I tried over and over to get him to go down the slide but he wouldn't. He acted like he had no clue how to walk up stairs and go down a slide. It seriously pulled at my heartstrings. This is not the first time this has happened. Andrew does not know how to act and play unless others are there to show him what to do. I did my best to explain to him that it was okay if he did it by himself but he wouldn't. He managed to go to the second stair. He posed for a picture and then got really scared and came running to me crying. My morning time with Andrew didn't turn out like I thought it would but that's okay. My mission is to get Andrew some friends:)
Andrew did enjoy taking pictures of himself. I have a total of 13 pictures that look like these....
Then he wanted to do selfies over and over.
He was so proud of himself when he got to the second stair. Just wish he would have went up the other two stairs and the slide:(
After our horrendous night last night, I was starving for something good! I needed something to let me know that what I do 24/7 is all worth it!
Andrew has been battling a horrible cold for a week now. (I am calling the doctor tomorrow). I have it now. Needless to say, Andrew's sleeping has been atrocious. Andrew does not sleep when he is sick. I have been very thankful for the fact that Trenton has been in a good sleeping pattern until last night. I battled Andrew til almost 11:00 PM. He couldn't sleep due to his runny nose and cough. Finally, he was sleeping good at 11 and Trenton was awake going wild by 12:30 AM. Between only getting an hour and a half sleep last night, taking care of Trenton's late night antics, and Andrew constantly waking up for me to wipe his nose or soothe him back to sleep.....I was hungry for some good news to pick me up!
Thank you to Harsha for letting me know what Trenton did today!!! I got what I needed!
Trenton was doing table work with his coach. His coach had some cards out on the table that had various pictures of objects and people. Trenton spontaneously says, "I want Mommy." Therefore, his coach looked through the cards until she found my picture. When she gave it to him he smiled and clapped! He carried the picture around and when the coach took the picture away, he would ask for it again!! Also, he kept on asking for heart stickers and he would place the stickers all over me!!!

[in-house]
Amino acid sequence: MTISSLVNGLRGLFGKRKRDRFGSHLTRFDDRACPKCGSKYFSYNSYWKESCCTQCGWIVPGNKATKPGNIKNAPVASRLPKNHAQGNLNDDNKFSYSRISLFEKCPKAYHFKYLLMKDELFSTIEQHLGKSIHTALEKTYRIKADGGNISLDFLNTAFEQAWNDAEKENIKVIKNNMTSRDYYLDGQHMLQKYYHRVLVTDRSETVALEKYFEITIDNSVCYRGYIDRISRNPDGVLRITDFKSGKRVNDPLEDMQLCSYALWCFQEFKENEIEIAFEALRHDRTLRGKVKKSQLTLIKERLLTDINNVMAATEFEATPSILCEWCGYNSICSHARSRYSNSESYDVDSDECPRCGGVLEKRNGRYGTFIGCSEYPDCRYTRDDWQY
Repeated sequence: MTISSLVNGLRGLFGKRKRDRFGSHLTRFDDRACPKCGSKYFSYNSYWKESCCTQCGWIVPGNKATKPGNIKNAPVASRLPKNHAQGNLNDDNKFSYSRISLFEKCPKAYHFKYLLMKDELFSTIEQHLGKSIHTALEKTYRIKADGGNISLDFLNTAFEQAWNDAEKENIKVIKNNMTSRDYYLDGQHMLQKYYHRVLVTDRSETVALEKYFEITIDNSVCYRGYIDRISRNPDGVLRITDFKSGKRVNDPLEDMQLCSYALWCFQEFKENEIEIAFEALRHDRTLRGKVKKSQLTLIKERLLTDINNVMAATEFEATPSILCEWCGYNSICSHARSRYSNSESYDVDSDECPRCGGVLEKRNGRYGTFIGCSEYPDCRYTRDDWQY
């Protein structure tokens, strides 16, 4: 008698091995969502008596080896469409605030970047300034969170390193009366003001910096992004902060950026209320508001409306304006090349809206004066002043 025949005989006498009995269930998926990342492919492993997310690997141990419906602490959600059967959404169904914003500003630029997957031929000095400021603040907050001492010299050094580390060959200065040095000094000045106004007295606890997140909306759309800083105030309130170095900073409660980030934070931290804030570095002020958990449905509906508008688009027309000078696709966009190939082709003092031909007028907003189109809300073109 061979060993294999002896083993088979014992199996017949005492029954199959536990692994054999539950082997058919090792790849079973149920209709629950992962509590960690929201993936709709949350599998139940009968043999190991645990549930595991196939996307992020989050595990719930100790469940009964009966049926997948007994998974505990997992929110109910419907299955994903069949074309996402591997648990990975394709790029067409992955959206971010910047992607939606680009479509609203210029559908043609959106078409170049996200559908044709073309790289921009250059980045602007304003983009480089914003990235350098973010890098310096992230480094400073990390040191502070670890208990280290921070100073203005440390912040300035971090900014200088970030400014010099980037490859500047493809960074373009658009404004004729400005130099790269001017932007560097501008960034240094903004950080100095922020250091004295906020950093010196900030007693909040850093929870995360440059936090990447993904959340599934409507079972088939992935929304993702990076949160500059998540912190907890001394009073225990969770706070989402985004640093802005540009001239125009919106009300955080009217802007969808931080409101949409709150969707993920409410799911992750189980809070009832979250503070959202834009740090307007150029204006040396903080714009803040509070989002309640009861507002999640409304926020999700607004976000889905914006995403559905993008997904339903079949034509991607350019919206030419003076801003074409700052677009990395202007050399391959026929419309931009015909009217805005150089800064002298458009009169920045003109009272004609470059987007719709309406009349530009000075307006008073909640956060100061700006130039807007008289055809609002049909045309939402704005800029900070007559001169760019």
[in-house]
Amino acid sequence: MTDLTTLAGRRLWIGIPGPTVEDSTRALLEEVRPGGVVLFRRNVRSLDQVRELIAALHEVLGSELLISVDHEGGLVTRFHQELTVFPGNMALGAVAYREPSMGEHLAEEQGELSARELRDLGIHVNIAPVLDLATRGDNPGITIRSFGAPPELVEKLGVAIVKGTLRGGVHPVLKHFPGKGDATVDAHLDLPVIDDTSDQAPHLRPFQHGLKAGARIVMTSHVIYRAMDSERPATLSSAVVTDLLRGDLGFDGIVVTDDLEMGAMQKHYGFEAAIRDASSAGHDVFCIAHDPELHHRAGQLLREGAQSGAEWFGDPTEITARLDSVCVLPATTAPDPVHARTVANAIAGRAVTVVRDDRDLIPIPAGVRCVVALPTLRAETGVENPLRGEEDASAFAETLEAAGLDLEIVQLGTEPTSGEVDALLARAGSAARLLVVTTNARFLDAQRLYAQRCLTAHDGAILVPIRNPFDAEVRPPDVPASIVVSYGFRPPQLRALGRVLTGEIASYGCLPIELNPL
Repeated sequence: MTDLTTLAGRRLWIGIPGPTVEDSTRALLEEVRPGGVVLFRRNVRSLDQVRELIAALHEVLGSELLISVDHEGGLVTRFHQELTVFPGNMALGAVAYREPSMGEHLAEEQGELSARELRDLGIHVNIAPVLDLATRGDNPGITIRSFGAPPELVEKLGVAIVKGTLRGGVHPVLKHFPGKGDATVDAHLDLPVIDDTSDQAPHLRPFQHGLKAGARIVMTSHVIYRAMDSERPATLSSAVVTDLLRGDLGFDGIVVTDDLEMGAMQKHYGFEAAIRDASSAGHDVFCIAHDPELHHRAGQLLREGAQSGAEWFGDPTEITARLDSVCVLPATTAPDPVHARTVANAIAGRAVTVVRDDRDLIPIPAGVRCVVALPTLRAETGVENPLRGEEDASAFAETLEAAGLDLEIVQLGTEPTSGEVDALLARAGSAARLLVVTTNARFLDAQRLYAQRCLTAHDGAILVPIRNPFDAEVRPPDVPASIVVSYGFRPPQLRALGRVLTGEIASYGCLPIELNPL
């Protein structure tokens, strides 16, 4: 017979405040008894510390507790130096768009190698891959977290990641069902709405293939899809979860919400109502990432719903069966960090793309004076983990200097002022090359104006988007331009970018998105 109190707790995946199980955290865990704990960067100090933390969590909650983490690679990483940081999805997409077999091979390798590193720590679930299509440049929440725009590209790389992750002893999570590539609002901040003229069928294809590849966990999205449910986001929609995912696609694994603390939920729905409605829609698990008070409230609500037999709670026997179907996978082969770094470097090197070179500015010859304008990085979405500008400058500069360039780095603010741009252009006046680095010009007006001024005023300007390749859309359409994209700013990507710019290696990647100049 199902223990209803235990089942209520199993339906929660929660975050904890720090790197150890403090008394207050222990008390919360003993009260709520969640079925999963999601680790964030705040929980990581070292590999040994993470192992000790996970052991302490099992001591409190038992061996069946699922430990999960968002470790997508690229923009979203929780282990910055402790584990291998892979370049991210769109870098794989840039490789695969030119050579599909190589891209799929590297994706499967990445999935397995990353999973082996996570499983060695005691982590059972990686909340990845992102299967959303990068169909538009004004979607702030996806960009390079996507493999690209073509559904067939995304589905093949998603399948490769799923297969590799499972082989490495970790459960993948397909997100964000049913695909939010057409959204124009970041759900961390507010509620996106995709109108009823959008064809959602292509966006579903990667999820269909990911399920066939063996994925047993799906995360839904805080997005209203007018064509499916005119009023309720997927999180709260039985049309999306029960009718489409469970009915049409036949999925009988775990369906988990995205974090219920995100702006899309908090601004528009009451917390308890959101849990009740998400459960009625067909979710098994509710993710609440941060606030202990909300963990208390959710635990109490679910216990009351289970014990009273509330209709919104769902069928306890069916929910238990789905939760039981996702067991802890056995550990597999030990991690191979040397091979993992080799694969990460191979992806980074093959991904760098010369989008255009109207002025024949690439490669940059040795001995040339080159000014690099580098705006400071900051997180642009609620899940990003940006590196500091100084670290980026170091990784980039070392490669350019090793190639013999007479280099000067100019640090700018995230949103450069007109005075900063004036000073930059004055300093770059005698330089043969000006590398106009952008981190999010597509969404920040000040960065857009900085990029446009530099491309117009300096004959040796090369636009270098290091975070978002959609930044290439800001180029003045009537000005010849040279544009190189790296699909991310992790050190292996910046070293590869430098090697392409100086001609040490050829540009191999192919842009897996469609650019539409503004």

I have a precious video of him saying my name. Hopefully I will post it soon!
Love it!!!! Thank you Trenton James! When I heard this my heart melted and my eyes swelled up in tears! I love you Bubba!!!! Keep fighting, we are doing a pretty good fight against autism!
Trenton fell back to sleep at 6AM this morning on our couch. However, Andrew was awake so he didn't sleep very long.
Andrew loves Pepper!!
Andrew was my date to church on Sunday morning. He loves our new church! He was upset that Trenton stayed home but after I explained that Mommy couldn't handle him and Trenton by myself, Andrew seemed to understand.
I took the boys out this afternoon to play in the snow. They really enjoyed it! I wish we could have stayed out longer however, Trenton dictated that for us. He kept on taking off his shoes and coat. The first time he took of his shoes it took me a few minutes to catch him. He ran faster in the slick snow than I thought was humanly possible for anyone. I kept on slipping and totally wiped out at one point. I'm sure we looked like a crazy sight. Trenton running at Olympic speed in the snow with Mommy behind him falling left and right....and with Andrew behind Mommy fussing because he was way slower than me. When I finally caught him I took him inside, warmed up his feet and changed his socks and shoes. I told him repeatedly that it was not summer and we had to leave on our shoes and coat.
After my talk we went outside and a few minutes later we were in the same situation as before plus with socks off. After I finally caught him, we went inside once again. Repeated the same scenerario and found ouselves in for good ten minutes later.
In most situations a neurotypical brain of a normal 4 1/2 year old would cry with bare feet running through the snow. Trenton's body feels things at a much different level than a neurotypical brain. It's very sad! The older he gets, the harder some things get. I fear the day that he is a grown man that weighs 200 lbs and doing things like this. I never want him to be too much for me to handle....that's a fear of mine.
Here are some pictures before Trenton started taking off his shoes and socks.
Andrew said, "Mommy make Olaf."
I said, "Who is Olaf?"
Andrew says, "Frozen."
Then I figured it out. Olaf is the name of the snowman in the movie, Frozen.
Mommy made a very tiny Olaf.
I showed him how to make a snow angel. This is Andrew's attempt at making one.